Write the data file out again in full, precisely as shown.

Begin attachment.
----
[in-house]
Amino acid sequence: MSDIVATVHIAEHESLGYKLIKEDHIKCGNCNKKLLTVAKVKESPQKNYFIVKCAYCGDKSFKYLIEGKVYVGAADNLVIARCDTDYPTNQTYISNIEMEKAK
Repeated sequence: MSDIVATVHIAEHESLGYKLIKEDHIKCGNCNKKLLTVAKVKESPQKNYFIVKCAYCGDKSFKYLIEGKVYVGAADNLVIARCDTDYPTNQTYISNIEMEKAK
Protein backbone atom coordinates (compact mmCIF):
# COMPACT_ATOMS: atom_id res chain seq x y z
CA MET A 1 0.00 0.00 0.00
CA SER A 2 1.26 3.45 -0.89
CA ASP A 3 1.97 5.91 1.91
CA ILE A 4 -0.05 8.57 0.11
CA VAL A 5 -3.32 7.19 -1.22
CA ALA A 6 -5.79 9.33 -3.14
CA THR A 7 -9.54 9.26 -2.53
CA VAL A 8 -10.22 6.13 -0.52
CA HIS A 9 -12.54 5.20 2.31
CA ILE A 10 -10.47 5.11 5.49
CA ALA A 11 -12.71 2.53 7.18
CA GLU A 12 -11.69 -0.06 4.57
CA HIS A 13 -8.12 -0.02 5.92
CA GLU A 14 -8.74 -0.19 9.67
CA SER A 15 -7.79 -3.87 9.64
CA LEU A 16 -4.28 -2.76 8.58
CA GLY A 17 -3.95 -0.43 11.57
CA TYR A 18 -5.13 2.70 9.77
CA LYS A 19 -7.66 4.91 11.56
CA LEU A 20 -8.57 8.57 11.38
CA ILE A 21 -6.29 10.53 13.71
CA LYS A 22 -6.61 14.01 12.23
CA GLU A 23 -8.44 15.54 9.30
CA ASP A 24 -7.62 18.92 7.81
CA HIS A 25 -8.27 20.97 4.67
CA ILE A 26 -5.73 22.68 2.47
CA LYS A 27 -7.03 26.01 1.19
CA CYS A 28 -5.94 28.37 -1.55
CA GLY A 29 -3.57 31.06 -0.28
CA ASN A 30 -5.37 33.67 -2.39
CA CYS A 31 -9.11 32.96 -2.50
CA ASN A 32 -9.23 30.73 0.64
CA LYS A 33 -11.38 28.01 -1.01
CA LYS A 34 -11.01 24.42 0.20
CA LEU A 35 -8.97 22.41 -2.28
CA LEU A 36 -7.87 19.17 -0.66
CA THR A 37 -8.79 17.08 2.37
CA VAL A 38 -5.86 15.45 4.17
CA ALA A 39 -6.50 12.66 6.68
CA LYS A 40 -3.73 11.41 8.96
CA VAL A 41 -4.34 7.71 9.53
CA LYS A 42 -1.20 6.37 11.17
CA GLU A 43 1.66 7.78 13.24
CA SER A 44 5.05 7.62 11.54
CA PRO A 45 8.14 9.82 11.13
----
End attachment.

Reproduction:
[in-house]
Amino acid sequence: MSDIVATVHIAEHESLGYKLIKEDHIKCGNCNKKLLTVAKVKESPQKNYFIVKCAYCGDKSFKYLIEGKVYVGAADNLVIARCDTDYPTNQTYISNIEMEKAK
Repeated sequence: MSDIVATVHIAEHESLGYKLIKEDHIKCGNCNKKLLTVAKVKESPQKNYFIVKCAYCGDKSFKYLIEGKVYVGAADNLVIARCDTDYPTNQTYISNIEMEKAK
Protein backbone atom coordinates (compact mmCIF):
# COMPACT_ATOMS: atom_id res chain seq x y z
CA MET A 1 0.00 0.00 0.00
CA SER A 2 1.26 3.45 -0.89
CA ASP A 3 1.97 5.91 1.91
CA ILE A 4 -0.05 8.57 0.11
CA VAL A 5 -3.32 7.19 -1.22
CA ALA A 6 -5.79 9.33 -3.14
CA THR A 7 -9.54 9.26 -2.53
CA VAL A 8 -10.22 6.13 -0.52
CA HIS A 9 -12.54 5.20 2.31
CA ILE A 10 -10.47 5.11 5.49
CA ALA A 11 -12.71 2.53 7.18
CA GLU A 12 -11.69 -0.06 4.57
CA HIS A 13 -8.12 -0.02 5.92
CA GLU A 14 -8.74 -0.19 9.67
CA SER A 15 -7.79 -3.87 9.64
CA LEU A 16 -4.28 -2.76 8.58
CA GLY A 17 -3.95 -0.43 11.57
CA TYR A 18 -5.13 2.70 9.77
CA LYS A 19 -7.66 4.91 11.56
CA LEU A 20 -8.57 8.57 11.38
CA ILE A 21 -6.29 10.53 13.71
CA LYS A 22 -6.61 14.01 12.23
CA GLU A 23 -8.44 15.54 9.30
CA ASP A 24 -7.62 18.92 7.81
CA HIS A 25 -8.27 20.97 4.67
CA ILE A 26 -5.73 22.68 2.47
CA LYS A 27 -7.03 26.01 1.19
CA CYS A 28 -5.94 28.37 -1.55
CA GLY A 29 -3.57 31.06 -0.28
CA ASN A 30 -5.37 33.67 -2.39
CA CYS A 31 -9.11 32.96 -2.50
CA ASN A 32 -9.23 30.73 0.64
CA LYS A 33 -11.38 28.01 -1.01
CA LYS A 34 -11.01 24.42 0.20
CA LEU A 35 -8.97 22.41 -2.28
CA LEU A 36 -7.87 19.17 -0.66
CA THR A 37 -8.79 17.08 2.37
CA VAL A 38 -5.86 15.45 4.17
CA ALA A 39 -6.50 12.66 6.68
CA LYS A 40 -3.73 11.41 8.96
CA VAL A 41 -4.34 7.71 9.53
CA LYS A 42 -1.20 6.37 11.17
CA GLU A 43 1.66 7.78 13.24
CA SER A 44 5.05 7.62 11.54
CA PRO A 45 8.14 9.82 11.13